Party Politics and Typology

First, nearly all of the existing typologies of political parties were derived
from studies of West European parties over the past century and a half.
Accordingly, some of their distinguishing features are products of that
particular temporal and geographical context. Parties that have emerged
more recently, as well as those functioning in other parts of the world, have
been substantially affected by greatly different social and technological
environments. This is certainly true of parties in developing countries whose
populations exhibit considerable ethnic, religious and/or linguistic diversity,
upon which competitive parties have most commonly been based. It is even
true of the United States, whose two highly decentralized parties fit uneasily
with most existing party typologies (see Beck, 1997).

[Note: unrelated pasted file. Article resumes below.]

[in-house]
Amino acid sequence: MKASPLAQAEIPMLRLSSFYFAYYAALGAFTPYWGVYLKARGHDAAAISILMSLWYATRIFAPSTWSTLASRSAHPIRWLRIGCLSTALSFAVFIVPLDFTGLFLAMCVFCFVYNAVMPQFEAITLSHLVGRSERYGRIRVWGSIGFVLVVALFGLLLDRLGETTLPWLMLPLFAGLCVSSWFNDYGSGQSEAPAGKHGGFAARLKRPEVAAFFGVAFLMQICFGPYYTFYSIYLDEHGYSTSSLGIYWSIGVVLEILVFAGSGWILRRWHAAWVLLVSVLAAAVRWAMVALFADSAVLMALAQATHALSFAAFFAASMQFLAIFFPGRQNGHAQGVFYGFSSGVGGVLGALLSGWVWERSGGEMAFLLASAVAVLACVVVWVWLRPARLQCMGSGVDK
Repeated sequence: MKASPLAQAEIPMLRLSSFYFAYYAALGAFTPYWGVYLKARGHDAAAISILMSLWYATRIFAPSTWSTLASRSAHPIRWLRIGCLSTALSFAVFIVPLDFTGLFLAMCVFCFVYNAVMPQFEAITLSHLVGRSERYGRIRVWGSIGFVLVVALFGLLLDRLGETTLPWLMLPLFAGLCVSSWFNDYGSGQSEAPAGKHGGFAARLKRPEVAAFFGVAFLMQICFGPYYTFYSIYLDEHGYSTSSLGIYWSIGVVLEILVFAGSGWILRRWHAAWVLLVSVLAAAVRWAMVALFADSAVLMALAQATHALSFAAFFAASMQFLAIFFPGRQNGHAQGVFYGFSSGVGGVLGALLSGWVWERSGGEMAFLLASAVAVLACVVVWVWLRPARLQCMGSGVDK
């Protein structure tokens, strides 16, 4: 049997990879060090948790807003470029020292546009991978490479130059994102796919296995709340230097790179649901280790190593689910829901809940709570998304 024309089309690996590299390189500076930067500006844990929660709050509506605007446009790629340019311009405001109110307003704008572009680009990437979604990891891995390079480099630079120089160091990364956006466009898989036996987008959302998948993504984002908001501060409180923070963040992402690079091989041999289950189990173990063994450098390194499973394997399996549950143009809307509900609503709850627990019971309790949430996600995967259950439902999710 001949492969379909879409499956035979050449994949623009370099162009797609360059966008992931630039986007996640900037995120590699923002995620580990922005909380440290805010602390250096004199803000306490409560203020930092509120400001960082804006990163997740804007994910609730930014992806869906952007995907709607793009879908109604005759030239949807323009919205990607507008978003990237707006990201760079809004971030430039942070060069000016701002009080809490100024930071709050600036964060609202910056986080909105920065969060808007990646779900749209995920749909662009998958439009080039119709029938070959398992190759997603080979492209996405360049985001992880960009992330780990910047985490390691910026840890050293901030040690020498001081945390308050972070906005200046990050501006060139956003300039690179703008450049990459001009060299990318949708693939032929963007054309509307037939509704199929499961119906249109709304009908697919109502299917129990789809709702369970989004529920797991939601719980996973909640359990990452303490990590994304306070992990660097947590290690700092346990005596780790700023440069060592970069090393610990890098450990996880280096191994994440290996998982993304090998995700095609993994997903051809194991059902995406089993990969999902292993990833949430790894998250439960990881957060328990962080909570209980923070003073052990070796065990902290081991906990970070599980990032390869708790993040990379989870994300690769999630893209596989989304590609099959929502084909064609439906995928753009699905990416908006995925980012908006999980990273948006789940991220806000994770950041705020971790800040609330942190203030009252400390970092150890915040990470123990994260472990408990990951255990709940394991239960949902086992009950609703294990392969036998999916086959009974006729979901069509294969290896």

Similarly, many of the parties that first emerged in the late twentieth
century have prominent features that cannot be captured using classic party
typologies developed a century earlier. In this later period of party development,
television (which did not exist at the time the classic party typologies
were formulated) had unequivocally become the most important medium of
political communication between candidates and voters in nearly all modern
democracies (see Gunther and Mughan, 2000). This medium systematically
privileges the personalities of party leaders over presentation of party programmes
or ideology, at the same time as it greatly reduces the utility of
mass membership as a vehicle for electoral mobilization. Also in the late
twentieth century, public opinion polling and ‘focus groups’ have been
increasingly employed, facilitating the crafting of ad hoc electoral appeals,
at the expense of long-standing ideological principles, programmatic commitments
and constituency interests. Finally, fundamental features of mass
culture and social structure had also changed profoundly by the late twentieth
century: extreme economic inequality and the high political salience of
the class cleavage had declined in many countries, while new political conflicts
growing out of ‘post-materialist’ values had begun to affect partisan